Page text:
You've probably seen Web pages with dynamic data and information, such as accessing databases, displaying times and dates, and recalling your username for you. If you want your Web pages to be more dynamic, then read on!
With IIS, you can do a lot more than simply serve up static HTML and images on your Web pages. IIS comes with built-in languages that you can use to make pages more dynamic. The first language, Active Server Pages (ASP), is a server-side language, which means that the server interprets the code. The client receives plain HTML after the server executes the ASP code that you provided it.
If your audience is a concern, ASP is probably the best choice because the server translates it and the client receives only plain HTML. Many sites use a combination of these and other technologies to come up with an overall Web experience.
To demonstrate the simple abilities of these three languages, I show you how to insert the current date and time on your Web pages. Listing 1, page 16, is an ASP document that has the time and date in all three languages. Looking at the code, you see that the amount of coding for each language seems short. However, the complex JScript version seems to be confusing for just a date. Before you turn against JScript as a solution, let me explain the reason for this complexity. I wanted all my dates to appear in the same format (i.e., MM/DD/YYYY), and JScript has a function Date() that returns the date in a format different from ASP and VBScript. I included the complex JScript version so that you can see how you can manipulate JScript to fit your needs.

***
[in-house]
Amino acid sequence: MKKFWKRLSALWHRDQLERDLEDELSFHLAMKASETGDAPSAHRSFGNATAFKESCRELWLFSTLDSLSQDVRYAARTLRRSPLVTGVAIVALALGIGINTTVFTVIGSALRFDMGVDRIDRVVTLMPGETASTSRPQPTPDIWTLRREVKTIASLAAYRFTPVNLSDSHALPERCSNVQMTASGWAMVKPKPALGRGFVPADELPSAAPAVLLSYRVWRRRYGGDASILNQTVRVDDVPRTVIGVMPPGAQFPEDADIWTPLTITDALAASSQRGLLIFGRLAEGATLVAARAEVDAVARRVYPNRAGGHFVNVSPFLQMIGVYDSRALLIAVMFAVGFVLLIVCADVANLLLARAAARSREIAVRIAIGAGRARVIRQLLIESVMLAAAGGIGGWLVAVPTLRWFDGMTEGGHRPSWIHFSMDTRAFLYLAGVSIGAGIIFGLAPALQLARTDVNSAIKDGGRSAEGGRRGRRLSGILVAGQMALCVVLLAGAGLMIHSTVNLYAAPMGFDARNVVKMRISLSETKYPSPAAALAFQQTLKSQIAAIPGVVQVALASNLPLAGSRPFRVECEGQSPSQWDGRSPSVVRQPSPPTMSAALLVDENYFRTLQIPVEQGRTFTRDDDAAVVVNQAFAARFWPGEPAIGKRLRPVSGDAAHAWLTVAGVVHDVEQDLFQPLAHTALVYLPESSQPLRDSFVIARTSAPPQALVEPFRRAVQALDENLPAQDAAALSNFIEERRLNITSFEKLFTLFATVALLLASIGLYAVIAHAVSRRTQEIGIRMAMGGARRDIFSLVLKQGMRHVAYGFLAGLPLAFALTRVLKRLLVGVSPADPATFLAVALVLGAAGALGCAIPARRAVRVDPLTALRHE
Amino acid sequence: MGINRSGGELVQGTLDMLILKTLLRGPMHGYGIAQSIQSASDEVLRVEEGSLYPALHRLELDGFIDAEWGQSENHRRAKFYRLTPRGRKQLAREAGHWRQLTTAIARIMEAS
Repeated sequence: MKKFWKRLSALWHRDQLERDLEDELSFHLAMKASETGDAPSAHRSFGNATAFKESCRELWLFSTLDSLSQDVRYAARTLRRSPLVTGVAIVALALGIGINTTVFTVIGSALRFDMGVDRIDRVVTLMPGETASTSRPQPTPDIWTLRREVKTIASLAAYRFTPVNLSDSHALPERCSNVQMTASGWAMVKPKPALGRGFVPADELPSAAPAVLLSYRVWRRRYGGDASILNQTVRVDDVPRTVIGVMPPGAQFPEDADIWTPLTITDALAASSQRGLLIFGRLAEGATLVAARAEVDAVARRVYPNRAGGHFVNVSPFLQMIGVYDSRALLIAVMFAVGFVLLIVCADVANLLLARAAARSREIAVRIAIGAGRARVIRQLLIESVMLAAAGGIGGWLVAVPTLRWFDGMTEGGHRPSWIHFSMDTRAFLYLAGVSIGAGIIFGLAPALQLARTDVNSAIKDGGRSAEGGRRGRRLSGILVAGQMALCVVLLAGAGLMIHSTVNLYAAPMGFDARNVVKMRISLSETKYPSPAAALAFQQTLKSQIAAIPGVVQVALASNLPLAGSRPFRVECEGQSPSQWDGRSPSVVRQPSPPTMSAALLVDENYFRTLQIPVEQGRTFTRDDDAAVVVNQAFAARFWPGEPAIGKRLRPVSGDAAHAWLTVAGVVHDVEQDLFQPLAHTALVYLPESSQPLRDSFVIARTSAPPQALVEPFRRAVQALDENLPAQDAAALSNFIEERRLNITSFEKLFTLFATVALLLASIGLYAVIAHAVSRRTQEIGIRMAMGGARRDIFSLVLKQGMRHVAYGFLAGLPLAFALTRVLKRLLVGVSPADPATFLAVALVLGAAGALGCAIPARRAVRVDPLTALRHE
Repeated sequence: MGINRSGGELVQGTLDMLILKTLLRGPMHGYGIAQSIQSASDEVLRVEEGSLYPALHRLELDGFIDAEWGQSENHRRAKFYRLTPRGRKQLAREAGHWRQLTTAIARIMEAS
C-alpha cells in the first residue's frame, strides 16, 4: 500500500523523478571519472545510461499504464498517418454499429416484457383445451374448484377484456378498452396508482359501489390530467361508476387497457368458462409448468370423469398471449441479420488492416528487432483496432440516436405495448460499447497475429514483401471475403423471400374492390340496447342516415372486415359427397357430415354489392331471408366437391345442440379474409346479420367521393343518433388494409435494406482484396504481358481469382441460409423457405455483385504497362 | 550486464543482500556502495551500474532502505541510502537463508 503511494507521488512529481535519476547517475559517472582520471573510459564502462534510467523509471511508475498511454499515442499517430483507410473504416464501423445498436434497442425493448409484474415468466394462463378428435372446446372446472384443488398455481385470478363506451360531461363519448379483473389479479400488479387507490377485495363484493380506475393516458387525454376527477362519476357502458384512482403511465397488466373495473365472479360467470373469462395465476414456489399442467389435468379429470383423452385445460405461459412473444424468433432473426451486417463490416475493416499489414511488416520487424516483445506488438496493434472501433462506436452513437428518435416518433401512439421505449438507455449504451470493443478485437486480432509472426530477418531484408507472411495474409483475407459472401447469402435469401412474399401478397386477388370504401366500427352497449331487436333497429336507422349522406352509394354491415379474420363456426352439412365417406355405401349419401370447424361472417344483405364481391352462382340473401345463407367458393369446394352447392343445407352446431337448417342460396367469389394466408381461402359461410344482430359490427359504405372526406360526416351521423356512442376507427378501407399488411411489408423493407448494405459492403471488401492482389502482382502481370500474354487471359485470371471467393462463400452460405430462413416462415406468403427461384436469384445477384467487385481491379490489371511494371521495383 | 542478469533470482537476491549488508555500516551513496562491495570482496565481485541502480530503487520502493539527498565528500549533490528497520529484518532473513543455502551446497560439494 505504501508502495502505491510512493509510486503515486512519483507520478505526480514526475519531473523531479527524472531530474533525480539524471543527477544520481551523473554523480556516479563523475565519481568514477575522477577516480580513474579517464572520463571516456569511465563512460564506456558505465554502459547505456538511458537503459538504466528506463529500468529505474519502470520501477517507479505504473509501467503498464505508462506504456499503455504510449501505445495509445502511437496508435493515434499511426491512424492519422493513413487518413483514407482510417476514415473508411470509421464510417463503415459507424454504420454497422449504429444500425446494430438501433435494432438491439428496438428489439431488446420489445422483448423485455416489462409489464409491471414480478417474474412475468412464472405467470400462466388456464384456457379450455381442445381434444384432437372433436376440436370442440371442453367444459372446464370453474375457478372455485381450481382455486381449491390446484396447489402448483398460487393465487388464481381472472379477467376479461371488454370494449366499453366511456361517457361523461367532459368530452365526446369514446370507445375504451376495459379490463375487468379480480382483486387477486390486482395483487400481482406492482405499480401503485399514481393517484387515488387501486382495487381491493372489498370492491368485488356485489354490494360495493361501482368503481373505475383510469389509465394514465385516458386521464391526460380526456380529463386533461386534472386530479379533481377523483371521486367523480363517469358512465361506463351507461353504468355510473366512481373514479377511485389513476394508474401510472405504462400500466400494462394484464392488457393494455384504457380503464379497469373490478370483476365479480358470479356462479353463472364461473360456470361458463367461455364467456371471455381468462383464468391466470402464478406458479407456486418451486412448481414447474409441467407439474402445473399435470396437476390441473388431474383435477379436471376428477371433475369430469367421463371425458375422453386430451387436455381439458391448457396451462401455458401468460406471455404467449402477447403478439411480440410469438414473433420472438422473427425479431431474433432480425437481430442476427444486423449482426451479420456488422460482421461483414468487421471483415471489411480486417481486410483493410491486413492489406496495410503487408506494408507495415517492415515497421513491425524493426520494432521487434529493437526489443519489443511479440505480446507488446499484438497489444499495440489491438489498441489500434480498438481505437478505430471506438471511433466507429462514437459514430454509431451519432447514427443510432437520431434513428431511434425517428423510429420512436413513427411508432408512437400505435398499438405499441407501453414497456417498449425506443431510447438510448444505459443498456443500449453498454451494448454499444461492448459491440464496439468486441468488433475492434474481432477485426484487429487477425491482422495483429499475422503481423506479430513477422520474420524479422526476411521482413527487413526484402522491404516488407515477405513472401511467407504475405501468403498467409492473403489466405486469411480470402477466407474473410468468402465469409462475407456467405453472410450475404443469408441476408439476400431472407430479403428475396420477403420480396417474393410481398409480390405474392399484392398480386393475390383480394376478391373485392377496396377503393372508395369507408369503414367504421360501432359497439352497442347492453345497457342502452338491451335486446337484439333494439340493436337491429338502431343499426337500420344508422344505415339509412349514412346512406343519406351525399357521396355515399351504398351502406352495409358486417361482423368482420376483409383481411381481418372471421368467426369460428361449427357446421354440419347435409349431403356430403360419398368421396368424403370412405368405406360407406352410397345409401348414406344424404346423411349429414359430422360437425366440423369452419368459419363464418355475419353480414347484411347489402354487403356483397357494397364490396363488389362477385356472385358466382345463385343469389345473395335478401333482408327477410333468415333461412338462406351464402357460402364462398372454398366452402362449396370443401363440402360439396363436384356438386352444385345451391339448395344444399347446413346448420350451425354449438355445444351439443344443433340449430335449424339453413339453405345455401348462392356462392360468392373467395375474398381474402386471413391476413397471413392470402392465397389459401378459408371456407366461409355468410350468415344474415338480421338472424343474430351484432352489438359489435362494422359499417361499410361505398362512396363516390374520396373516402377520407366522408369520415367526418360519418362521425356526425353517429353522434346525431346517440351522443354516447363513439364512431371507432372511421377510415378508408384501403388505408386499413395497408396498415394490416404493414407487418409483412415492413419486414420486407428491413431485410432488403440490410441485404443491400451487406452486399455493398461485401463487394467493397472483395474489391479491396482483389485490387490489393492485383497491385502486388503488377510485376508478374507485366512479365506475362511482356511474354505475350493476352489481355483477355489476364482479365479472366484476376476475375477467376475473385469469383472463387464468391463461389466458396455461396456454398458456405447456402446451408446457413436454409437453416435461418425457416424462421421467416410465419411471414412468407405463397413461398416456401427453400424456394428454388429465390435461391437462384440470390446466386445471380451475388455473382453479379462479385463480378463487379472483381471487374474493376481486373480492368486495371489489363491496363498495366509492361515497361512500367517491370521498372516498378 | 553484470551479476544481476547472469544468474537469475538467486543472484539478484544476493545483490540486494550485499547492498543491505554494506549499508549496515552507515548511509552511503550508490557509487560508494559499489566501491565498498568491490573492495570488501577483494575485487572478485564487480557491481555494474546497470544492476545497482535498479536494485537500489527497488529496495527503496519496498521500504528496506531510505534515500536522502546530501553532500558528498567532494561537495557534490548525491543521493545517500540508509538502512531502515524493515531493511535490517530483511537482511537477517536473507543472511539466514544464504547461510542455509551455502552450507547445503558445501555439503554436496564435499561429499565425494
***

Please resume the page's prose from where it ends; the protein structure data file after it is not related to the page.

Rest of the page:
Many different ways exist for making your Web pages more dynamic. For example, using a simple If...Then statement, you can make text on your site change. In the complex JScript code, you can see that I added the If...Then statement to say Good Evening if the time was between 6:00 p.m. and 6:00 a.m., and Good Day if the time was between 6:00 a.m. and 6:00 p.m.
Obviously, you can do a lot more than just put dates on your Web pages, but such a discussion is far beyond what I talk about here. For links to great resources about how to get started, see "Related Reading," page 15.
Many readers have asked what is the best language to learn. If you know Microsoft Visual Basic (VB), VBScript will come to you easily. If you know C, JScript will seem familiar. ASP is also similar to VB, but Microsoft is replacing ASP with ASP.NET (formerly known as ASP+)—the next version of ASP and a major part of the Microsoft .NET Framework. For more information about ASP.NET, go to http://msdn.microsoft.com/net/aspnet/default.asp.
The information I provide here will help you make your Web pages more dynamic, fun, and interesting. Good luck and happy coding!
Microsoft Windows Script Technologies|
FAQs & Highlights for Active Server Pages